Thursday, October 29, 2009

The Great Recession is over, but pain continues

The longest economic slump in the U.S. in 70 years is over.
The Commerce Department Oct. 29 said the U.S. economy grew at a 3.5% annual rate in the third quarter. The economy hadn’t grown in more than a year. The last time the country’s gross domestic product increased was in the second quarter of 2008. The GDP measures total goods and services output within U.S. borders.
Recessions in the United States are dated by the National Bureau of Economic Research and the private-sector group often takes months to make determinations, Reuters says. The economy slipped into recession in December 2007 and has been in the worst downturn since the Great Depression, which began in October 1929.
The GDP got a boost from federal stimulus. The Cash for Clunkers program helped auto sales and tax credits for first-time home buyers helped the housing market, according to the Associated Press.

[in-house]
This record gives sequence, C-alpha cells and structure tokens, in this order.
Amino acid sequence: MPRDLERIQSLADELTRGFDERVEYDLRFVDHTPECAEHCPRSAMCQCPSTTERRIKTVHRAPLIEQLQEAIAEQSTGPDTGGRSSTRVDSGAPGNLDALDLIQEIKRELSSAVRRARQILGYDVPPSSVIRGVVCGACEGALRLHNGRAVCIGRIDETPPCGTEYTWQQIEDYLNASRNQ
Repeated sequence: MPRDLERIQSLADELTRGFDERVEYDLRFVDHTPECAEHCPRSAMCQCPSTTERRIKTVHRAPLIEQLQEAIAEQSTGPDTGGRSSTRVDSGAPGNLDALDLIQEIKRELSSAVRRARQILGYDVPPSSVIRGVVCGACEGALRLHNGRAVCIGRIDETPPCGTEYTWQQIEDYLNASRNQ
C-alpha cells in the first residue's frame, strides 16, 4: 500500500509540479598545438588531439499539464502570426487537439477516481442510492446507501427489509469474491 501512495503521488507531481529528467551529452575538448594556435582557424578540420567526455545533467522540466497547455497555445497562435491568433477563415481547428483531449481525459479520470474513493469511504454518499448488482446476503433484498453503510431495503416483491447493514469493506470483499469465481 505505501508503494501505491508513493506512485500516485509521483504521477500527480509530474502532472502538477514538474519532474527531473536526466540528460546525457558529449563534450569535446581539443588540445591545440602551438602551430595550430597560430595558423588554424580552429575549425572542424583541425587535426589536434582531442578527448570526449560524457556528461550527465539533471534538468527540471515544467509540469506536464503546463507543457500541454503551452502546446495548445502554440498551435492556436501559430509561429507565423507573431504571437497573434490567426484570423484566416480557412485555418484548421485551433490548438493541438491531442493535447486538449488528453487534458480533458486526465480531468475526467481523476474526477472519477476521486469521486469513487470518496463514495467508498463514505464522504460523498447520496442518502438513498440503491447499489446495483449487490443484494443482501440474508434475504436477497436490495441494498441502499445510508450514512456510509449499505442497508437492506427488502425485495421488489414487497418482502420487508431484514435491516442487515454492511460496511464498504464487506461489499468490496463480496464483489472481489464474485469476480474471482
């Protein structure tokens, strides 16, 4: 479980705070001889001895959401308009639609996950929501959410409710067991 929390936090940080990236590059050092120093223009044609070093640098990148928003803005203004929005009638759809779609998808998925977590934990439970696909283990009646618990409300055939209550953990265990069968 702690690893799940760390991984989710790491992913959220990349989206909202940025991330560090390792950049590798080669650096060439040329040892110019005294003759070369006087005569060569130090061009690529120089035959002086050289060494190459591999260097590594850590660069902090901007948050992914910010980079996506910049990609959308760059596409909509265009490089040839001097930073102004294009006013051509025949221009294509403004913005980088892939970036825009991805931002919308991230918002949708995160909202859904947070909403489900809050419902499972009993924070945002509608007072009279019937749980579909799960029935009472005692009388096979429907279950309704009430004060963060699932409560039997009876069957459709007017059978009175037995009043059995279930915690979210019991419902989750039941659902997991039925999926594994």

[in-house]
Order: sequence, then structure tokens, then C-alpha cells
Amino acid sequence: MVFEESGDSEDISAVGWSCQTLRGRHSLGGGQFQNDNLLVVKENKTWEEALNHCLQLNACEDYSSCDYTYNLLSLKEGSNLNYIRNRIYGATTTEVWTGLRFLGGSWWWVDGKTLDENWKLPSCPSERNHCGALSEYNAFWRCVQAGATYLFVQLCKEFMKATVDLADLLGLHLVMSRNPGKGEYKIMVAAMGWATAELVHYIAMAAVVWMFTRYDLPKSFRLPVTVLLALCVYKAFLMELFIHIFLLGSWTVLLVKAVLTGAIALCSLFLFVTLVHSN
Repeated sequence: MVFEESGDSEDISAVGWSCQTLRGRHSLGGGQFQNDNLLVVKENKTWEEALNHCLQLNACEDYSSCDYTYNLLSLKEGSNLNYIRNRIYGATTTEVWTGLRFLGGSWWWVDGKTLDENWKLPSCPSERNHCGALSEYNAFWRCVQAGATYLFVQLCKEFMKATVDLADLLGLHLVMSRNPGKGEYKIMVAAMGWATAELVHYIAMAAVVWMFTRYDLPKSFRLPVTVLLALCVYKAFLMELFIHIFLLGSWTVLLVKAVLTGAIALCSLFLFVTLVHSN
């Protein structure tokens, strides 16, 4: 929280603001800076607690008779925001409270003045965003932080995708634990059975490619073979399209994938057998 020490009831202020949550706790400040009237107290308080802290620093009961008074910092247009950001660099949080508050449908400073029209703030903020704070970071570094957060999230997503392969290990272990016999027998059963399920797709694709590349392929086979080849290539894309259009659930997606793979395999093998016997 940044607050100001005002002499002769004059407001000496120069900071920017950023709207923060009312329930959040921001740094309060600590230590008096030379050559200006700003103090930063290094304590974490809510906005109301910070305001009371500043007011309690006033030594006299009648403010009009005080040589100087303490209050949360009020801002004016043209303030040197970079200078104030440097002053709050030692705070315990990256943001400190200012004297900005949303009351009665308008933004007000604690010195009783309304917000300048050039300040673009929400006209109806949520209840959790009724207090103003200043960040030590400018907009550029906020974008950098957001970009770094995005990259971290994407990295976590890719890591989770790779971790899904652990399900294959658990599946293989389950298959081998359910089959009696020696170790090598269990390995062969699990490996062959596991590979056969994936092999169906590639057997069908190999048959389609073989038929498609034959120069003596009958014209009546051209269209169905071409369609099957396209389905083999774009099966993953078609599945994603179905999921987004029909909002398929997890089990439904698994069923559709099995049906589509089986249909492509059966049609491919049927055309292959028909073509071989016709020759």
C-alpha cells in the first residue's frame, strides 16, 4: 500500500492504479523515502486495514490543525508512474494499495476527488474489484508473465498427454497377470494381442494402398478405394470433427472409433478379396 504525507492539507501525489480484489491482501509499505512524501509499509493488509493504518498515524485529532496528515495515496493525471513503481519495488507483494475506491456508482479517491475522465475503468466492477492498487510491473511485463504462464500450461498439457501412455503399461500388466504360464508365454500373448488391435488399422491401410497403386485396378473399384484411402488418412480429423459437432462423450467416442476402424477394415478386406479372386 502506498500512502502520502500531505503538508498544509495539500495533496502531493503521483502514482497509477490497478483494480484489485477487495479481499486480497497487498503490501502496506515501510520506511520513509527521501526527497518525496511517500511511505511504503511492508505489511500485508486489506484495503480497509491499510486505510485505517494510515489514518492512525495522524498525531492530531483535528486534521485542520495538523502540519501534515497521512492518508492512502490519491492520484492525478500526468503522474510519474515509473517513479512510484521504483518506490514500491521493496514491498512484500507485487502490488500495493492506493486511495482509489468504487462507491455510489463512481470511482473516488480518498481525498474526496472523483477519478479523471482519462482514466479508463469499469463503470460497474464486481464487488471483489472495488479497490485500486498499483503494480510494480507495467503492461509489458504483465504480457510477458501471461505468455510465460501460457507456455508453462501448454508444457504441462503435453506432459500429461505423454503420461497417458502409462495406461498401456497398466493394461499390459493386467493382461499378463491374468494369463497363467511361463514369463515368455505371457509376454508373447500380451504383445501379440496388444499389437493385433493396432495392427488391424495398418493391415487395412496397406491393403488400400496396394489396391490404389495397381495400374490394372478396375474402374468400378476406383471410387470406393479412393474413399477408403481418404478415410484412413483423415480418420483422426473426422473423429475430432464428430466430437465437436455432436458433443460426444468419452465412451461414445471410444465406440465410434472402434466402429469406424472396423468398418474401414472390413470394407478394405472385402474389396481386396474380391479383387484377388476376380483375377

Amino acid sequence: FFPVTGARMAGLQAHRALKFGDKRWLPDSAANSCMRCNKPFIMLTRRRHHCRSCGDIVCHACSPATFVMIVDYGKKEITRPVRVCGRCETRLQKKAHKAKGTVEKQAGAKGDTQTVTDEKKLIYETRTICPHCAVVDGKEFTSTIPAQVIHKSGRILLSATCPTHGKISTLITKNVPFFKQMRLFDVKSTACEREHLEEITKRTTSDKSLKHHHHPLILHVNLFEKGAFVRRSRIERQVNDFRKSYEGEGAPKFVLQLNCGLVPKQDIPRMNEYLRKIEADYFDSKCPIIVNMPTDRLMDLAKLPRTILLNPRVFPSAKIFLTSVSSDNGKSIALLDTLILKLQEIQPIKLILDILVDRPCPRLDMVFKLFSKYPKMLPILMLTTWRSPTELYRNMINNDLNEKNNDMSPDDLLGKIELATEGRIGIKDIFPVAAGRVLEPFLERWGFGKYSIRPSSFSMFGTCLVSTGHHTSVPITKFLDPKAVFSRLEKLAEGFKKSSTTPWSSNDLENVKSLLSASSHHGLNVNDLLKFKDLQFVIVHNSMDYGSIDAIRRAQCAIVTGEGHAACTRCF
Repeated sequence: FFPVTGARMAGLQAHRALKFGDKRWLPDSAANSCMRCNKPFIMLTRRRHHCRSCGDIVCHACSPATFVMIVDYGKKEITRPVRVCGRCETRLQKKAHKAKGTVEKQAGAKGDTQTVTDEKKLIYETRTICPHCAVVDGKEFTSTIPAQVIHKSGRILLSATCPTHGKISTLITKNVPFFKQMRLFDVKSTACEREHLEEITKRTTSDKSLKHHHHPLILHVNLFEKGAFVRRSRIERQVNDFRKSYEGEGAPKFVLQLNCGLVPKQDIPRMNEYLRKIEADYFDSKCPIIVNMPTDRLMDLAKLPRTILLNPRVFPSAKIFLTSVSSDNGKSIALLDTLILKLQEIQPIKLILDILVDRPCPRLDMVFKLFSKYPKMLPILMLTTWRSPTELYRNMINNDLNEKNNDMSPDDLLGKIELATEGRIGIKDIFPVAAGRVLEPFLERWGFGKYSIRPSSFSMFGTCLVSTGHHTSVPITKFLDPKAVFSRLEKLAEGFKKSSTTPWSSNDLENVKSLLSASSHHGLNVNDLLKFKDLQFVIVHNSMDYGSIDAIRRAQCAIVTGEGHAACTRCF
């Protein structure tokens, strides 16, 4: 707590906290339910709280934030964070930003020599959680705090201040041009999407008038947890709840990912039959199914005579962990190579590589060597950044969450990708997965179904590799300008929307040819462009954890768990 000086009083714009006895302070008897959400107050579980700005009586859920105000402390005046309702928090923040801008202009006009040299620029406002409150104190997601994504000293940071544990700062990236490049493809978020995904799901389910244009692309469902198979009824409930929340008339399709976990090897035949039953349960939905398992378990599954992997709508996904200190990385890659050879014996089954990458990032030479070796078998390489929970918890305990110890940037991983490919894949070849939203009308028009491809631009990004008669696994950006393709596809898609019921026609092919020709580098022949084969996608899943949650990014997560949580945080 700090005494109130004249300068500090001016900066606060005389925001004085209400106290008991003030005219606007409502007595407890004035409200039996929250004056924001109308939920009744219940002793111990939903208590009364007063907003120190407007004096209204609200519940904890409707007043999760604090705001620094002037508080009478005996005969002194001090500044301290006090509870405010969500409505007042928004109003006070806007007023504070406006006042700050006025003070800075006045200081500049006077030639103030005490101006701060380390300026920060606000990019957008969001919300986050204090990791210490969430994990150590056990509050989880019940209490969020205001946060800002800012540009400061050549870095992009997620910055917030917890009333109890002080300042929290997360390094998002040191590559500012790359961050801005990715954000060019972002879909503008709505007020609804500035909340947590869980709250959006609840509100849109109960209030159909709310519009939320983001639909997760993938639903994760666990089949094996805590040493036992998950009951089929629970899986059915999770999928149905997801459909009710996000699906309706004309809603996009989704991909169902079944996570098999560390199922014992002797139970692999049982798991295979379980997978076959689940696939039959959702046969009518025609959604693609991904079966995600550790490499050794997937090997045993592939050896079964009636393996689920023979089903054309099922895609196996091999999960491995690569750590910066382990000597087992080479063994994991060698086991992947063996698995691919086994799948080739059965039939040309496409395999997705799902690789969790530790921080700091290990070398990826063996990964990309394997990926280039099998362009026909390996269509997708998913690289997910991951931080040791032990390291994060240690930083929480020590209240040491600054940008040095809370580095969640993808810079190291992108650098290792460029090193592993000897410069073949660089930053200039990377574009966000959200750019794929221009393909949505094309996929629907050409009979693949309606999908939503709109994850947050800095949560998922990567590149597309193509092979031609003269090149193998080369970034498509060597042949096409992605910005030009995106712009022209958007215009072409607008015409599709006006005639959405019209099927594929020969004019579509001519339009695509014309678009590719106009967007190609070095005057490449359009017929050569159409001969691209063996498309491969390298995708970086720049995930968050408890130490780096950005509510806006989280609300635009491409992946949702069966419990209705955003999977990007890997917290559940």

But the recovery could wane once the federal stimulus wanes, according to Investors.com.
Next week, the Bureau of Labor Statistics of the U.S. Department of Labor is expected to show an increase in the unemployment rate, perhaps to 10%. More than 15 million people are unemployed nationwide, the AP reports.
Meanwhile, federal regulators have shut down 106 failed banks so far this year, according to Zacks Investment Research.
BusinessWeek jumped the gun on the economic recovery. It announced Sept. 14 that it was shutting down its “Recession in America” blog. BusinessWeek said it ceased the blog in light of improving economic conditions.
Let’s hope they’re right.

Art: Graphic from BusinessWeek’s “Recession in America” blog.

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